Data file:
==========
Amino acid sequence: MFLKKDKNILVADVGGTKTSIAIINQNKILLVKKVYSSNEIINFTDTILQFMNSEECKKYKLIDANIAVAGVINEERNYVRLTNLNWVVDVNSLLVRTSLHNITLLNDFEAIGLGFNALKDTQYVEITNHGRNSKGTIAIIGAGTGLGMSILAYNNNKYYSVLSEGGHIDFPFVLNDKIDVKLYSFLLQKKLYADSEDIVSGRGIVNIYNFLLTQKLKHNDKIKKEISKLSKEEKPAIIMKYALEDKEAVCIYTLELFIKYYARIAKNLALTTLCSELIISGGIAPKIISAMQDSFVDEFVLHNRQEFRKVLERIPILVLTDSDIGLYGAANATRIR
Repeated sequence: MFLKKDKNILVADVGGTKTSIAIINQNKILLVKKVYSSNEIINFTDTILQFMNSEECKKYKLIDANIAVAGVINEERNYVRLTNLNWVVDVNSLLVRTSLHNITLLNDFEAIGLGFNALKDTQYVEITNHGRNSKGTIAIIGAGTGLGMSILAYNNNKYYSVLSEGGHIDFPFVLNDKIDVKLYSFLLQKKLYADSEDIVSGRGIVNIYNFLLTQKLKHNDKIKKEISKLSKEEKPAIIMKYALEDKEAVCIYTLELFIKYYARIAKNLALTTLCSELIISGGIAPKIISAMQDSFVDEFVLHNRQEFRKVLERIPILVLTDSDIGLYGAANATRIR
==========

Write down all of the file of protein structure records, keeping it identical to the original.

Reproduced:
Amino acid sequence: MFLKKDKNILVADVGGTKTSIAIINQNKILLVKKVYSSNEIINFTDTILQFMNSEECKKYKLIDANIAVAGVINEERNYVRLTNLNWVVDVNSLLVRTSLHNITLLNDFEAIGLGFNALKDTQYVEITNHGRNSKGTIAIIGAGTGLGMSILAYNNNKYYSVLSEGGHIDFPFVLNDKIDVKLYSFLLQKKLYADSEDIVSGRGIVNIYNFLLTQKLKHNDKIKKEISKLSKEEKPAIIMKYALEDKEAVCIYTLELFIKYYARIAKNLALTTLCSELIISGGIAPKIISAMQDSFVDEFVLHNRQEFRKVLERIPILVLTDSDIGLYGAANATRIR
Repeated sequence: MFLKKDKNILVADVGGTKTSIAIINQNKILLVKKVYSSNEIINFTDTILQFMNSEECKKYKLIDANIAVAGVINEERNYVRLTNLNWVVDVNSLLVRTSLHNITLLNDFEAIGLGFNALKDTQYVEITNHGRNSKGTIAIIGAGTGLGMSILAYNNNKYYSVLSEGGHIDFPFVLNDKIDVKLYSFLLQKKLYADSEDIVSGRGIVNIYNFLLTQKLKHNDKIKKEISKLSKEEKPAIIMKYALEDKEAVCIYTLELFIKYYARIAKNLALTTLCSELIISGGIAPKIISAMQDSFVDEFVLHNRQEFRKVLERIPILVLTDSDIGLYGAANATRIR